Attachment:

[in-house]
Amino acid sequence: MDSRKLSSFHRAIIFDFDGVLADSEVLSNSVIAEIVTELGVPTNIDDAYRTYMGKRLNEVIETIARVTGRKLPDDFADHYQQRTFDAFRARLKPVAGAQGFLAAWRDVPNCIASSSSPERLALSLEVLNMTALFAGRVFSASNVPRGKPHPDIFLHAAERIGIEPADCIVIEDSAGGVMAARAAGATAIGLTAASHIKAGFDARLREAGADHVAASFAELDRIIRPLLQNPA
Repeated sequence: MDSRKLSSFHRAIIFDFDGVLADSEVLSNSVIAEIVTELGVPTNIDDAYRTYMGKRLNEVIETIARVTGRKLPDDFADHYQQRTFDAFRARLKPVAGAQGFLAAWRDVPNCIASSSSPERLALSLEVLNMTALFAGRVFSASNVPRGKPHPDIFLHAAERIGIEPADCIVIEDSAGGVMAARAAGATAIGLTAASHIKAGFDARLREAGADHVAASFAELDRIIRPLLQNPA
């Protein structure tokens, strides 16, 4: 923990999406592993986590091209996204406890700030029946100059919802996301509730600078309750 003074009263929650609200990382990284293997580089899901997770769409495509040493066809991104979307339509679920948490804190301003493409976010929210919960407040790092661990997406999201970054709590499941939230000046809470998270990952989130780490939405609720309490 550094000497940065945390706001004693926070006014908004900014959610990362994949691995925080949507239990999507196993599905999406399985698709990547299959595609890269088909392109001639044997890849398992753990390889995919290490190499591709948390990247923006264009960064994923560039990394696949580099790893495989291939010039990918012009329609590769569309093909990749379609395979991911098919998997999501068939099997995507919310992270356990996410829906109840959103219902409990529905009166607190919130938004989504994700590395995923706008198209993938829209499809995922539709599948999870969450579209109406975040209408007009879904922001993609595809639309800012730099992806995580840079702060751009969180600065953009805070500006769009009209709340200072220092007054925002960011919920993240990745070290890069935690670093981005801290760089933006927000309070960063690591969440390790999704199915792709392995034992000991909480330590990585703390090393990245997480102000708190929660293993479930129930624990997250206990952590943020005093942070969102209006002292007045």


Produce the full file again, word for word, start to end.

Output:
[in-house]
Amino acid sequence: MDSRKLSSFHRAIIFDFDGVLADSEVLSNSVIAEIVTELGVPTNIDDAYRTYMGKRLNEVIETIARVTGRKLPDDFADHYQQRTFDAFRARLKPVAGAQGFLAAWRDVPNCIASSSSPERLALSLEVLNMTALFAGRVFSASNVPRGKPHPDIFLHAAERIGIEPADCIVIEDSAGGVMAARAAGATAIGLTAASHIKAGFDARLREAGADHVAASFAELDRIIRPLLQNPA
Repeated sequence: MDSRKLSSFHRAIIFDFDGVLADSEVLSNSVIAEIVTELGVPTNIDDAYRTYMGKRLNEVIETIARVTGRKLPDDFADHYQQRTFDAFRARLKPVAGAQGFLAAWRDVPNCIASSSSPERLALSLEVLNMTALFAGRVFSASNVPRGKPHPDIFLHAAERIGIEPADCIVIEDSAGGVMAARAAGATAIGLTAASHIKAGFDARLREAGADHVAASFAELDRIIRPLLQNPA
């Protein structure tokens, strides 16, 4: 923990999406592993986590091209996204406890700030029946100059919802996301509730600078309750 003074009263929650609200990382990284293997580089899901997770769409495509040493066809991104979307339509679920948490804190301003493409976010929210919960407040790092661990997406999201970054709590499941939230000046809470998270990952989130780490939405609720309490 550094000497940065945390706001004693926070006014908004900014959610990362994949691995925080949507239990999507196993599905999406399985698709990547299959595609890269088909392109001639044997890849398992753990390889995919290490190499591709948390990247923006264009960064994923560039990394696949580099790893495989291939010039990918012009329609590769569309093909990749379609395979991911098919998997999501068939099997995507919310992270356990996410829906109840959103219902409990529905009166607190919130938004989504994700590395995923706008198209993938829209499809995922539709599948999870969450579209109406975040209408007009879904922001993609595809639309800012730099992806995580840079702060751009969180600065953009805070500006769009009209709340200072220092007054925002960011919920993240990745070290890069935690670093981005801290760089933006927000309070960063690591969440390790999704199915792709392995034992000991909480330590990585703390090393990245997480102000708190929660293993479930129930624990997250206990952590943020005093942070969102209006002292007045």